These same institutions charge tuition, take money from the states, federal government, and alumni and still can’t manage to control costs. What is particularly perplexing is the fact that government is always saying we have to improve education and they opt to throw more money into a system that is failing, and by failing I mean failing our children. Most of the additional money they receive goes for salary and benefits most everyone else would give their eye teeth for. Our entire education system must become student centered instead of teacher/administration centered as it is today.

There are many issues to consider when weighing this report and others like it and if you look under the surface and at the substance of these issues you come to a completely different conclusion.

The Pew report goes into great depth to show just how much wealthier the aged are today and how this wealth gap is growing at an alarming rate. I read the Pew report front to back and the more I read the more alarmed I became of the class warfare that is being waged today across this country. Our President constantly talks about everyone paying their fair share and asks audiences why the rich shouldn’t pay more.  He never mentions that the top 10%, according to the Congressional Budget Office, pays more than half of all federal taxes and 70% of federal income taxes.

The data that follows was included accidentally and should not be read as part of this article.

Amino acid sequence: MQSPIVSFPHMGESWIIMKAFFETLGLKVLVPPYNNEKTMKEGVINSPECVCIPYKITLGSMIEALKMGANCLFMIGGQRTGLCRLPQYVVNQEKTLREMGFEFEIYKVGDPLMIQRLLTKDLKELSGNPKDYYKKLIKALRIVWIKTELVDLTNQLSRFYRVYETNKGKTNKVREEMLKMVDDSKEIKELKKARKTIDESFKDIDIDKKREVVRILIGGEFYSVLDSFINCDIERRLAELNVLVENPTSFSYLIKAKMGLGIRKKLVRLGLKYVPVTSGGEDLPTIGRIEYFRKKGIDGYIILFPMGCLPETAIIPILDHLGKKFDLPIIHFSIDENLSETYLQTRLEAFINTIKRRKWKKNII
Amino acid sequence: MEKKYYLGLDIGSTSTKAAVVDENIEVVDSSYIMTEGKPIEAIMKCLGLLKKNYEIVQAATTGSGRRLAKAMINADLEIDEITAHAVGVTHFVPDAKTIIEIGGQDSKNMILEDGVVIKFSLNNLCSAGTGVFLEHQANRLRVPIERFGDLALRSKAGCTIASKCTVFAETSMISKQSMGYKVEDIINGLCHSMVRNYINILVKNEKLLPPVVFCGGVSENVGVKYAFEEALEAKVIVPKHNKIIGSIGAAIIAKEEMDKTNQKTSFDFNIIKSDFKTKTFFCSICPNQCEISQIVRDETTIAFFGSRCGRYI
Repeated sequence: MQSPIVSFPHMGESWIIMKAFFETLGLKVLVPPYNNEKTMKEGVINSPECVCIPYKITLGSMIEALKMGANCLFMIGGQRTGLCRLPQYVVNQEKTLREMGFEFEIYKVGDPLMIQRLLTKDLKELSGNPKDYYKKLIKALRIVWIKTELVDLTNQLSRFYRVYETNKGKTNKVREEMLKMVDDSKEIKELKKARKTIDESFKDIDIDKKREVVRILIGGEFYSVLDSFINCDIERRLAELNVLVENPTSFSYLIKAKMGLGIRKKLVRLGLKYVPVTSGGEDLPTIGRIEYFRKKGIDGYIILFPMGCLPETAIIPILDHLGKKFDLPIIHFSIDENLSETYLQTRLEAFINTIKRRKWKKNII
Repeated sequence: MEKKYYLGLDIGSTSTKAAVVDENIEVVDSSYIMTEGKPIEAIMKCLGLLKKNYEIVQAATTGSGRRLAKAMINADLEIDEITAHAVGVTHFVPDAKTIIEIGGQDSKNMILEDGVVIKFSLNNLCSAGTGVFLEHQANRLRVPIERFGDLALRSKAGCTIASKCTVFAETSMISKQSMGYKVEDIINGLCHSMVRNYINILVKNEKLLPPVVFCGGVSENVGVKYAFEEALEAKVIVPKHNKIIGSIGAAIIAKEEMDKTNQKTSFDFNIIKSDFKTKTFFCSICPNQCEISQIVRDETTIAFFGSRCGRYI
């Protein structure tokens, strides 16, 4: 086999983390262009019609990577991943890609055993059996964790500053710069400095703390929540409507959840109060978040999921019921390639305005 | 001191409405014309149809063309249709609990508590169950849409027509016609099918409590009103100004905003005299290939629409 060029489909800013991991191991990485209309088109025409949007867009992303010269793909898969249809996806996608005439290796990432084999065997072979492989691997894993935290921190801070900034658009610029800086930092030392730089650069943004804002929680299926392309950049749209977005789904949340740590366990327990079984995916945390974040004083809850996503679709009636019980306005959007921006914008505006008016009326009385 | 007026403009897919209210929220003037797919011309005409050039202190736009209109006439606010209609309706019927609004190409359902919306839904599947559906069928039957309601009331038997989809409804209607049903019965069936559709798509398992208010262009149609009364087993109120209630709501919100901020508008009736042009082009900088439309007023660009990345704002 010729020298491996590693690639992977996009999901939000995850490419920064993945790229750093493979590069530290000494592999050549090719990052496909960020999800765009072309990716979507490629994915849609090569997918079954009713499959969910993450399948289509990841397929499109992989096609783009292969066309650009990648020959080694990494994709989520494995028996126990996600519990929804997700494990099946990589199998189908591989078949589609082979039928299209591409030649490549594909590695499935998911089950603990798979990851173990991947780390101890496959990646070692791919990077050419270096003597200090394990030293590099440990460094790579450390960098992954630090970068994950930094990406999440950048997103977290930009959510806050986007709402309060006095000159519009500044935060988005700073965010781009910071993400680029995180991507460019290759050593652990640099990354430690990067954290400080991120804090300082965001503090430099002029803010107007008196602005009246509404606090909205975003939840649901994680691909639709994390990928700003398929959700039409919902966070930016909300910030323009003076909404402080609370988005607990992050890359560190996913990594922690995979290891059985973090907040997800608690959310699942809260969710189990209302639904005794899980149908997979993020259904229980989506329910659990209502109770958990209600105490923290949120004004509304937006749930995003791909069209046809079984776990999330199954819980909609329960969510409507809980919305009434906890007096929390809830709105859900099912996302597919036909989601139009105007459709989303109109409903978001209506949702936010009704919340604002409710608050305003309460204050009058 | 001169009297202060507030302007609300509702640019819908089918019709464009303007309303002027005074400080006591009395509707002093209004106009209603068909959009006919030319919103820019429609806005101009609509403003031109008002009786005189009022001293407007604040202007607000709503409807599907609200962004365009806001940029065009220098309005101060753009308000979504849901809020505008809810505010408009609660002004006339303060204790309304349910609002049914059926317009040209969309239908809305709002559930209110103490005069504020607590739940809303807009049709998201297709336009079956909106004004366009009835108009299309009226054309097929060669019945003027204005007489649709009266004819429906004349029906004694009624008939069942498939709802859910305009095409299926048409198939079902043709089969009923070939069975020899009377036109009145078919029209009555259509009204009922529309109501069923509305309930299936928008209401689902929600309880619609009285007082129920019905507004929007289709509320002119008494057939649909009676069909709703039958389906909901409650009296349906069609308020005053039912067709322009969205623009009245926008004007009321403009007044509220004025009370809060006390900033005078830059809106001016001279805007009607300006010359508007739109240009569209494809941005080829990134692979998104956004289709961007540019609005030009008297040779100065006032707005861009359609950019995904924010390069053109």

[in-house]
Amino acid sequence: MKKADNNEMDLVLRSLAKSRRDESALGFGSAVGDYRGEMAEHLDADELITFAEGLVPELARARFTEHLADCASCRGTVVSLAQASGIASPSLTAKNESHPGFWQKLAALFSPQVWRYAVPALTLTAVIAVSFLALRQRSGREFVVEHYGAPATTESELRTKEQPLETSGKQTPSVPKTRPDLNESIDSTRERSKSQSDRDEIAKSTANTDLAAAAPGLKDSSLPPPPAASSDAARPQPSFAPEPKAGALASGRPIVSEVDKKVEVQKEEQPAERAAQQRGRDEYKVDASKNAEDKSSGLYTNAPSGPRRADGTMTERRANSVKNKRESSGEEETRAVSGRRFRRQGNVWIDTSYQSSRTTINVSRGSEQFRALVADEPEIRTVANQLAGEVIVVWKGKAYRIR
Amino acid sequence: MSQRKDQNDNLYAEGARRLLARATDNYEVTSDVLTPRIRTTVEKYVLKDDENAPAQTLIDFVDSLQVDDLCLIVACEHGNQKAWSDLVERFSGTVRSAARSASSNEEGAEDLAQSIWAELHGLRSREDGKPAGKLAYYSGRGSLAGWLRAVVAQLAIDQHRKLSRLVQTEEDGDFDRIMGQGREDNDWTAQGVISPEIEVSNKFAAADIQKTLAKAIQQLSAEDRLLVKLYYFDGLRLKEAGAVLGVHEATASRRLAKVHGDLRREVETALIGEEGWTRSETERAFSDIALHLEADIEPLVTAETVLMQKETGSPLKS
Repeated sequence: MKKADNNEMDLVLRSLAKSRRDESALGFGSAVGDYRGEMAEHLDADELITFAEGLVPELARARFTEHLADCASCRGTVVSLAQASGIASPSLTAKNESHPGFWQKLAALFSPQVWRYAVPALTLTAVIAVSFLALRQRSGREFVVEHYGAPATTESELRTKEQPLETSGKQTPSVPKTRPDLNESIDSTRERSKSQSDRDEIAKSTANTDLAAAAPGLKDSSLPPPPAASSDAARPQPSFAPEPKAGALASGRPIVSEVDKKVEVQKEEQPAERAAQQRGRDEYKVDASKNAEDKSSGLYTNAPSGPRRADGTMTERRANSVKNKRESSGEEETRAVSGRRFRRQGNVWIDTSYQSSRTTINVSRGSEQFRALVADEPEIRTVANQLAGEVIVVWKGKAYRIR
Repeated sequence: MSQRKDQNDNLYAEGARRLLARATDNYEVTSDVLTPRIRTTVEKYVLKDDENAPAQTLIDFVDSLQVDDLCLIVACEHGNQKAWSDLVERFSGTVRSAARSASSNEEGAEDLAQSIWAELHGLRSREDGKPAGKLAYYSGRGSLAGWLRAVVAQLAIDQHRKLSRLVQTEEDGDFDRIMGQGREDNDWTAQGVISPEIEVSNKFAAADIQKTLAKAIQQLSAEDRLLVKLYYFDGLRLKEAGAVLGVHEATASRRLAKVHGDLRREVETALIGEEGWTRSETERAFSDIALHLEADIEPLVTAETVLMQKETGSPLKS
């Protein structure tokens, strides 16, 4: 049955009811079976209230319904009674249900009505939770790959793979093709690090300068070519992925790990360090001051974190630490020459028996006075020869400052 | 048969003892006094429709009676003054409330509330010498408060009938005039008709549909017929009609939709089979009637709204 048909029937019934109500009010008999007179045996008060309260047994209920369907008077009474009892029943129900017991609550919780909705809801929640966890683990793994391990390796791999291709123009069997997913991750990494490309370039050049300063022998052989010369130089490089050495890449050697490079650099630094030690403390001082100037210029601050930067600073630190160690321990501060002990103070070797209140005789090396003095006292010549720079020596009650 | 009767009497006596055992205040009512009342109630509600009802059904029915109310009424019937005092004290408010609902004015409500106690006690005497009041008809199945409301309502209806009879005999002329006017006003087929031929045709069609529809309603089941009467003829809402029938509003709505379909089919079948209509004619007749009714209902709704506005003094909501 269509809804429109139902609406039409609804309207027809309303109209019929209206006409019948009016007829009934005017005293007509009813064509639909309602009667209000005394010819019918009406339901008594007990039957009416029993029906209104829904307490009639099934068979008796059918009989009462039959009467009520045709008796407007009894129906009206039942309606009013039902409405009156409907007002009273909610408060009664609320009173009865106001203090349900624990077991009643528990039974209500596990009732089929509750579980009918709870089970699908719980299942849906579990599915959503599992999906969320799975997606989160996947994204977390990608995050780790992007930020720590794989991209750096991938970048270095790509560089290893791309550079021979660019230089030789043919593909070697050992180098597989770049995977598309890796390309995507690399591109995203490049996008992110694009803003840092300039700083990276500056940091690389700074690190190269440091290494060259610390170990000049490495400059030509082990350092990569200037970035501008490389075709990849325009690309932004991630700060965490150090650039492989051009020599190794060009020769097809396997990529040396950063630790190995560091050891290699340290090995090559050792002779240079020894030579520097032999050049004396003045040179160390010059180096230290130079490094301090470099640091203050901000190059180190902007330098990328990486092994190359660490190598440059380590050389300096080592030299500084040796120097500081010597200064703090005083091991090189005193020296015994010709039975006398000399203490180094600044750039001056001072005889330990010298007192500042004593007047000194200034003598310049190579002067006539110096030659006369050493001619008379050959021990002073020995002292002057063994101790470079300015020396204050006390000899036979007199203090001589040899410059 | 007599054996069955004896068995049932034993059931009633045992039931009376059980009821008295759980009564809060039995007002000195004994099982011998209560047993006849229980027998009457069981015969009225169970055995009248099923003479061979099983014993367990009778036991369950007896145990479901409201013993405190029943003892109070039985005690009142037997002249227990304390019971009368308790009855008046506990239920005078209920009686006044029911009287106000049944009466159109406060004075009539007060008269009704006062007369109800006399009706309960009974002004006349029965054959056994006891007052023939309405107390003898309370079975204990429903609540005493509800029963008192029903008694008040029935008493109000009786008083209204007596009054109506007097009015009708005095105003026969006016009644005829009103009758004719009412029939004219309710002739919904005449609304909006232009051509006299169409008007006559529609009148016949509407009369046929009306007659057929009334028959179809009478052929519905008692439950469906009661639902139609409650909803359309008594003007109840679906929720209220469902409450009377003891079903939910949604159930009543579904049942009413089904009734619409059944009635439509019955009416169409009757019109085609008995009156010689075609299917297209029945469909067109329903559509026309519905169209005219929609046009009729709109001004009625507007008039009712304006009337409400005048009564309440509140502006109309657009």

Redistribution of wealth doesn’t stop with what many of us consider rich. These contentious attacks ripple across all income groups. When did you ever consider that a retiree with a total net worth of $170,000 — including the value of their homes — to be excessive? The spreading of the wealth mantra, perpetuated through our tax code and under what they call social justice Initiatives, doesn’t stop at your neighbor’s door or in uptown communities.  It eventually spreads to ALL groups and before you know it even what you considered to be sacrosanct; your home and retirement savings are at risk.

Property rights and free enterprise are the cornerstones of our republic and we should ALL be alarmed by those who espouse “Social Justice” and want to spread the wealth — especially when they are talking about YOUR ASSETS and not theirs.